#51 – Mrs McGinty’s Dead

Mrs McGinty was clearly killed by her lodger for the small amount of cash she kept under a floorboard in the house. And James Bentley would have been hanged had not Hercule Poirot been asked to review the case.

Through patient investigation he is able to identify the one anomalous activity that Mrs McGinty took in the days leading up to her death that opens an entirely unexpected motive and a wealth of possible murderers in the village of Broadhinny.

There are distinct parallels to “A Murder is Announced” as once again we are looking for someone who has changed their identity, possibly aided by confusion during the War.

Christie reuses a trick from a previous book but here it is done much more effectively as there is a genuine foundation for it which was definitely not the case in the earlier work.

A solid read, with comedy provided from Poirot’s martyrdom due to his accommodation and a second appearance by detective writer Mrs Oliver, who would become a more regular recurring character in his later cases.

Recurring character development

Hercule Poirot

Doesn’t take risks with his health and turns up his collar out of prudence, rather than necessity.

Regrets that he can only eat three times a day. Beginning with a breakfast of chocolate and croissants, then lunch no later than one o’clock, never afternoon tea, and then climaxing with dinner.

In his early days as a police officer – not a priest! – he had seen plenty of crude brutality and is bored of it.

Generously offers Spence a loan, although that is not what Spence is asking for.

Had been reading a good deal of English poetry in an anthology recently.

Superintendent Spence

It is a long-time since he has seen Poirot, but at most six years since Taken at the Flood.

Was due to have retired eighteen months ago, but stayed on. Will now retire in six months.

Recently moved home and is implied to be married.

Is keen on marrows and roses.

George

Unbeknown to Poirot he keeps beer in the flat.

Mrs Oliver

Described as a large woman in a small car.

Has a great liking for apples.

One of her books is being adapted for the stage and through her we see Christie’s own views on the subject, although by this time she had long-determined to be the only one to adapt her own works:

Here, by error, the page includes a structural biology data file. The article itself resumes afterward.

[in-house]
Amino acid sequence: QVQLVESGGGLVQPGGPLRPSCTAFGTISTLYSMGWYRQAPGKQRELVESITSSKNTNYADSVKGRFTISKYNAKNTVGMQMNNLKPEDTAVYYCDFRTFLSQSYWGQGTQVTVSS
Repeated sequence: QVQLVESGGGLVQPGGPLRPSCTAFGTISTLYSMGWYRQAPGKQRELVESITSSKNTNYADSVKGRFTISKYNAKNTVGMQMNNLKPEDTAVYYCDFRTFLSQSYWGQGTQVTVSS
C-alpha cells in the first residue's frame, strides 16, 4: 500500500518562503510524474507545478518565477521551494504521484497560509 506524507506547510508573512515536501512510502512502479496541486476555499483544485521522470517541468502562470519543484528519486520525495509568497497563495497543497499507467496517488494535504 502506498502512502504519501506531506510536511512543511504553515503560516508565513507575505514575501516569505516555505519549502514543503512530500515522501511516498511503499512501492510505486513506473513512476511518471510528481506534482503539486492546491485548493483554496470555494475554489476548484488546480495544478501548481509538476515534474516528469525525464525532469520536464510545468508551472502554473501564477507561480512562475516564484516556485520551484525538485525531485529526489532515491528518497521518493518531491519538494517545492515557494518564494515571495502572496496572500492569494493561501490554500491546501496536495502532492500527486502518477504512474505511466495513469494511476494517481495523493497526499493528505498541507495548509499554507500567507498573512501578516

“But you’ve no idea of the agony of having your characters taken and made to say things that they never would have done. And if you protest, all they say is that it’s ‘good theatre’. That’s all Robin Upward thinks of. Everyone says he’s very clever. If he’s so clever why doesn’t he write a play of his own and leave my poor Finn alone. He’s not even a Finn any longer. He’s a member of the Norwegian Resistance Movement.”

Wrote “The Cat it was Who Died” where a blowpipe was only a foot long and it should have been six feet (Christie acknowledging her own error in Death in the Clouds) and “Death of a Débutante” where at least eight people died before Sven Hjerson had his brainwave. Along with “The Affair of the Second Goldfish” these were available as Penguins at the local post office.

Expresses some of Christie’s frustrations with a long-running character:

“How do I know why I ever thought of that revolting man? I must have been mad! Why a Finn when I know nothing about Finland? Why a vegetarian? Why all those idiotic mannerism he’s got?… And people even write and say how fond you must be of him. Fond of him? If I met that bony, gangling, vegetable-eating Finn in real life, I’d do a better murder than any I’ve ever invented.”

Signs of the Times

The murder took place on Wednesday 22nd November 1950, so the rest of the book is set in the spring of 1951.